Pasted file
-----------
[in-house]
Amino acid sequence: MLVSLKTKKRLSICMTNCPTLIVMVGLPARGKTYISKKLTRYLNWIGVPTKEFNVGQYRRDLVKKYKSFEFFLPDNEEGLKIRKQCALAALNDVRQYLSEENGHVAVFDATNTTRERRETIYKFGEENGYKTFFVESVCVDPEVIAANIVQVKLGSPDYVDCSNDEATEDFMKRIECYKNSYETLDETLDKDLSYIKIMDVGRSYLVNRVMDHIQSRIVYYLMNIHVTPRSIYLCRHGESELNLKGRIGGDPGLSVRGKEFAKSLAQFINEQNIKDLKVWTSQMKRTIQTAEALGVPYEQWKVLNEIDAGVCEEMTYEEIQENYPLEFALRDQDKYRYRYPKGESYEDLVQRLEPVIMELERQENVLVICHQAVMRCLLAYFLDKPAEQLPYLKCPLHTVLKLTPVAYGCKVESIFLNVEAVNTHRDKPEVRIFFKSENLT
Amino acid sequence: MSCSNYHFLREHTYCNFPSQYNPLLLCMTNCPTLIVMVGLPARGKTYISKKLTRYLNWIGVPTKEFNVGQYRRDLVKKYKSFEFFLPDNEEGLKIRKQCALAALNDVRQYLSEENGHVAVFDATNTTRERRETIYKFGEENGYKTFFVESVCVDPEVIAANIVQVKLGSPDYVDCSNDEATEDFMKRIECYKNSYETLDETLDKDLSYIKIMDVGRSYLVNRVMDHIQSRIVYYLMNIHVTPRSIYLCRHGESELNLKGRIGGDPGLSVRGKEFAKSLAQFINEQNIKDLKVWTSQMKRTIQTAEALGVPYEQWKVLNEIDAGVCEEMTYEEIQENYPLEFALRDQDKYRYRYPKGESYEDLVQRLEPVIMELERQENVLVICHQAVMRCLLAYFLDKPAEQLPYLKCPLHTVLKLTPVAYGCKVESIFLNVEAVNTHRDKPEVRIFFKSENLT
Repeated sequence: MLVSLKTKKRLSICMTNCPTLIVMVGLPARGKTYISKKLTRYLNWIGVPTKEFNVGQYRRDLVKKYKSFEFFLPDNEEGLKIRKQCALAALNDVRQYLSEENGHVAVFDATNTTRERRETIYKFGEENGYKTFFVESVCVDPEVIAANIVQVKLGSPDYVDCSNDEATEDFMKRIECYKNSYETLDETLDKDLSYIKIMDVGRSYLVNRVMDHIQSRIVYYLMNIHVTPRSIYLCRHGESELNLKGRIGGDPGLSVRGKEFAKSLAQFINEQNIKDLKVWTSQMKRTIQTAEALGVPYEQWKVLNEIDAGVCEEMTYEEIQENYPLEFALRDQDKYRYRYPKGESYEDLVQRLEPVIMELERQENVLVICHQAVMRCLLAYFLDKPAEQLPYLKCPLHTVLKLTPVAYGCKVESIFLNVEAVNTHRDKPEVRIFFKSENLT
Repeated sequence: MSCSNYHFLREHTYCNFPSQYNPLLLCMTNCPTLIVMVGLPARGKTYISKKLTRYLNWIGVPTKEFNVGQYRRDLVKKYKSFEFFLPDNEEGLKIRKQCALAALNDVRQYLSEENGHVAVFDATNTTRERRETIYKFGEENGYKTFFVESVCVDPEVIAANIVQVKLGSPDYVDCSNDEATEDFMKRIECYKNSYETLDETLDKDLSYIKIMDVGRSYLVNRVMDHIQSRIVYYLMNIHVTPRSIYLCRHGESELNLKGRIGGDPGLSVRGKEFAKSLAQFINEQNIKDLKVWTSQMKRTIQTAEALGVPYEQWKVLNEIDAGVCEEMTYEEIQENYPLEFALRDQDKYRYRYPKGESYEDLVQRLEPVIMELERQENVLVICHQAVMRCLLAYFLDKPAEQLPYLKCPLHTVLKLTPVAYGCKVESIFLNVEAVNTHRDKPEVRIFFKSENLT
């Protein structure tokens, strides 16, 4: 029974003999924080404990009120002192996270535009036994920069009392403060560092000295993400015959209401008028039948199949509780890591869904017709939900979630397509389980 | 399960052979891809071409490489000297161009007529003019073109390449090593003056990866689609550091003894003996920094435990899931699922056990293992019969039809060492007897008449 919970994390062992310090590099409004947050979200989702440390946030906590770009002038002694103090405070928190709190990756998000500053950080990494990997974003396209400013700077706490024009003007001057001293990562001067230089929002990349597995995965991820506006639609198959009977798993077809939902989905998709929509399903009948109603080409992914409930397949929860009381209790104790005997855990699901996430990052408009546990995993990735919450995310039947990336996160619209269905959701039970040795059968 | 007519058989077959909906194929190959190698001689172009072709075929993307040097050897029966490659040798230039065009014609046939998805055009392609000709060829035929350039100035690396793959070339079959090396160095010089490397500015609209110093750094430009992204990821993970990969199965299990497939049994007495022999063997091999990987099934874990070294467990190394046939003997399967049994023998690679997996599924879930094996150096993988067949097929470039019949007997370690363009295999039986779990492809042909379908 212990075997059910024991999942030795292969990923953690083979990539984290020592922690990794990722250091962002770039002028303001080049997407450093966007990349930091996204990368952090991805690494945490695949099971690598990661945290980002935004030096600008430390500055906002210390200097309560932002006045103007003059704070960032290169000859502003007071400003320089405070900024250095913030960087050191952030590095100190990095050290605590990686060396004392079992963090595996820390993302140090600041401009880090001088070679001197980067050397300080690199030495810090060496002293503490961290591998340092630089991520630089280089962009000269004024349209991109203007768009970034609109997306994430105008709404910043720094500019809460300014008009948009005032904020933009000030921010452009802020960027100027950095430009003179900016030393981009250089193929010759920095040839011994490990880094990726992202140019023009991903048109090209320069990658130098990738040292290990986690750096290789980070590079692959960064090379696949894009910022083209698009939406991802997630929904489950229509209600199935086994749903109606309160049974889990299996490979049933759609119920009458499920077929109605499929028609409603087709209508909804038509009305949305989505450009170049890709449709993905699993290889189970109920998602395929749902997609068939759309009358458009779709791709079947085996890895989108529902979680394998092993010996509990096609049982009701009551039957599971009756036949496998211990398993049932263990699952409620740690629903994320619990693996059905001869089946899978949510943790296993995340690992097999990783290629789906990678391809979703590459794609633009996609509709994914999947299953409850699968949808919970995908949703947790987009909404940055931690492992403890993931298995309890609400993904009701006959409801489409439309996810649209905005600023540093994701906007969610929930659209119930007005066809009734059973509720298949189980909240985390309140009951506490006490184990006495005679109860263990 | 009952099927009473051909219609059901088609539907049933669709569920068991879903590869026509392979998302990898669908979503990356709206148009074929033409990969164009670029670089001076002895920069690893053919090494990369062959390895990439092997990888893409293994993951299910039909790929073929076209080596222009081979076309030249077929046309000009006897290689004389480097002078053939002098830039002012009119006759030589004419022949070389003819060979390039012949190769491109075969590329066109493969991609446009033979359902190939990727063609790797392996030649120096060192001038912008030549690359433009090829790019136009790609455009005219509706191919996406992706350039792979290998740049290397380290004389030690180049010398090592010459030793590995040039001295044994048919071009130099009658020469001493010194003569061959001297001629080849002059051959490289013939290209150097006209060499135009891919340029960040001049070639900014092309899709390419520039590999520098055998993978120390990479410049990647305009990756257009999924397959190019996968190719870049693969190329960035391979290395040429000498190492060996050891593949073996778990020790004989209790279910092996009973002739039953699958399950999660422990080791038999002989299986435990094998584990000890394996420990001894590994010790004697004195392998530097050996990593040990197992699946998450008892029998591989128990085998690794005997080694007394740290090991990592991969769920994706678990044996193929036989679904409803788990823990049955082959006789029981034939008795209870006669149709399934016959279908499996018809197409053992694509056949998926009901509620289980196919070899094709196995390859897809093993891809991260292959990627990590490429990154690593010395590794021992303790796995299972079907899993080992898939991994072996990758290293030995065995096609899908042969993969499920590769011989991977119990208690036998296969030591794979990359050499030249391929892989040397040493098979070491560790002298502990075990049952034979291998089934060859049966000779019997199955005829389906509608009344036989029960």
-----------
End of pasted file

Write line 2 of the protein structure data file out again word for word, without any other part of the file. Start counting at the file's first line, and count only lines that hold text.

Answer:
Amino acid sequence: MLVSLKTKKRLSICMTNCPTLIVMVGLPARGKTYISKKLTRYLNWIGVPTKEFNVGQYRRDLVKKYKSFEFFLPDNEEGLKIRKQCALAALNDVRQYLSEENGHVAVFDATNTTRERRETIYKFGEENGYKTFFVESVCVDPEVIAANIVQVKLGSPDYVDCSNDEATEDFMKRIECYKNSYETLDETLDKDLSYIKIMDVGRSYLVNRVMDHIQSRIVYYLMNIHVTPRSIYLCRHGESELNLKGRIGGDPGLSVRGKEFAKSLAQFINEQNIKDLKVWTSQMKRTIQTAEALGVPYEQWKVLNEIDAGVCEEMTYEEIQENYPLEFALRDQDKYRYRYPKGESYEDLVQRLEPVIMELERQENVLVICHQAVMRCLLAYFLDKPAEQLPYLKCPLHTVLKLTPVAYGCKVESIFLNVEAVNTHRDKPEVRIFFKSENLT